I’ve moved to WordPress: http://bobtisdale.wordpress.com/

Monday, May 3, 2010

NINO3.4 SST Anomalies In Neutral Territory

I’ve moved to WordPress.  This post can now be found at NINO3.4 SST Anomalies In Neutral Territory
Just a quick post. The weekly OI.v2 NINO3.4 SST anomalies dropped out of El Niño range last week, the week centered on Wednesday April 28th. They are presently at ~0.47 deg C.
Weekly NINO3.4 SST Anomalies

I’ll provide the monthly update for April on Monday when the monthly data is official.


OI.v2 SST data is available through the NOAA NOMADS website:


crashex said...

I find your plots and maps fascinating. Keep up the good work.

What is the source of the temperature measurements plotted as SST? Satellite, bouy??

Comparing the SST map with the Arctic Ice Extent maps usually leaves me with a bit of a paradox. For example, the current map shows the Bering Sea as a negative anomaly. And that region still has significant ice extent, only slightly greater in area than the "average" or "normal" ice cover. Since ice melt is isothermal, why would a sea surface temperature anomaly exist? Shouldn't the areas that are ice covered, when they are normally ice covered, simply have a zero anomoly?

The orange bit in the Canadian Arch. is the same issue, only in reverse. How can an area that remains ice covered have a positive SST anomoly?

I am not being critical of your plots and maps. I just want to understand why these apparent paradoxes exist. How is my reasoning erroneous?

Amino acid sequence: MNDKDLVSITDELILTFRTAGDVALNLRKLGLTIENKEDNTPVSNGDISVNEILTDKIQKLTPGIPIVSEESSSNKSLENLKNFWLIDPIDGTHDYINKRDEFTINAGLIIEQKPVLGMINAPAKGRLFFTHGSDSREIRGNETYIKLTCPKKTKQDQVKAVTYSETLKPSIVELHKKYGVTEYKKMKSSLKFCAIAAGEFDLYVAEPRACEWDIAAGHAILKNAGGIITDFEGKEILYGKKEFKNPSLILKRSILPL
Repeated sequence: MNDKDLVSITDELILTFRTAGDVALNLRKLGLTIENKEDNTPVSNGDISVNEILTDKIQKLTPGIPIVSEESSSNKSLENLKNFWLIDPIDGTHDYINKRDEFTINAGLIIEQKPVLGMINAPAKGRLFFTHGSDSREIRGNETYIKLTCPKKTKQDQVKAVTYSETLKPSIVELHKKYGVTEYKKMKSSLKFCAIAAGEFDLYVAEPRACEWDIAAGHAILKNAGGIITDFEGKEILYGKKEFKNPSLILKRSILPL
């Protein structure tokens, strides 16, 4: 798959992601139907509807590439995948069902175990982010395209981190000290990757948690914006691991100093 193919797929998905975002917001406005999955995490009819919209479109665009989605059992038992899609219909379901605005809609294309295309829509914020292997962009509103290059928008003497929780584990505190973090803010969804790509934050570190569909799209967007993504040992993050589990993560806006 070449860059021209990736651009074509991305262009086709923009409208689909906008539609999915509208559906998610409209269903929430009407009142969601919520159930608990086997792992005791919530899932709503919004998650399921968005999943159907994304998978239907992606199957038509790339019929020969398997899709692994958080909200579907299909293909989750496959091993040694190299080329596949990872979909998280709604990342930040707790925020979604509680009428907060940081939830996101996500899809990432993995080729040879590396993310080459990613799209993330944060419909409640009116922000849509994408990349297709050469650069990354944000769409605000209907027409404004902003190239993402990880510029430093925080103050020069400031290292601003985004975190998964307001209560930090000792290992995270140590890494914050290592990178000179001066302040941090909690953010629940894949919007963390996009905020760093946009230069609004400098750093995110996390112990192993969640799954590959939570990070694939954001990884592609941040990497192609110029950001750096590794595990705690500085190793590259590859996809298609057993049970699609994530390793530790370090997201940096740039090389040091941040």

Bob Tisdale said...

Crashex: You asked, “What is the source of the temperature measurements plotted as SST? Satellite, bouy??”

The NOAA OI.v2 SST data is primarily satellite, supplemented with buoy and ship readings:

You wrote, “Comparing the SST map with the Arctic Ice Extent maps usually leaves me with a bit of a paradox.”

Me too. They often show SST anomalies where ice exists.

I can understand how they arrive at anomalies for areas with annual ice melt, but in the years when areas of sea water are being exposed for the first time (example 2007), how can those temperatures be anomalous. Since there is no base from which to calculate anomalies there, NOAA prepared a climatology for what they believe the temperature of Arctic ocean should be for a given month. When the water is exposed for the first time, they can then subtract the climatology from the SST to create the anomalies.

Why do they sometimes show SST anomalies where there clearly is only ice? Dunno. That’s why I try to stay away from the Arctic in discussions. The data is too noisy and it’s questionable.


D Kelly O'Day said...


I track the weekly Nino34 index using this NOAA data page link.

NOAA reports a Nino34 of 0.5 for week of 4/28 compared to your 0.47 value. While this is probably a rounding issue, I'd like to compare both data sets to make sure they are the same.

Can you walk me through how you get your data set from the nomad3 site, I can't seem to find the data set you use.



Bob Tisdale said...

Kelly: Four quick steps after going to…

Step 1:

Step 2:

Step 3:

Step 4:

Oh, BTW, it is the same data.

jorgekafkazar said...

I'd rather not see 'approximately' abbreviated here by (~). The latter is way too close to a minus sign (-). It took me a while to realize the anomaly wasn't supposed to fall below the x-axis.

Bob Tisdale said...

jorgekafkazar: Sorry for the confusion. I'll try not to use it.


Tips are now being accepted.

Comment Policy, SST Posts, and Notes

Comments that are political in nature or that have nothing to do with the post will be deleted.
The Smith and Reynolds SST Posts DOES NOT LIST ALL SST POSTS. I stopped using ERSST.v2 data for SST when NOAA deleted it from NOMADS early in 2009.

Please use the search feature in the upper left-hand corner of the page for posts on specific subjects.
NOTE: I’ve discovered that some of the links to older posts provide blank pages. While it’s possible to access that post by scrolling through the history, that’s time consuming. There’s a quick fix for the problem, so if you run into an absent post, please advise me. Thanks.
If you use the graphs, please cite or link to the address of the blog post or this website.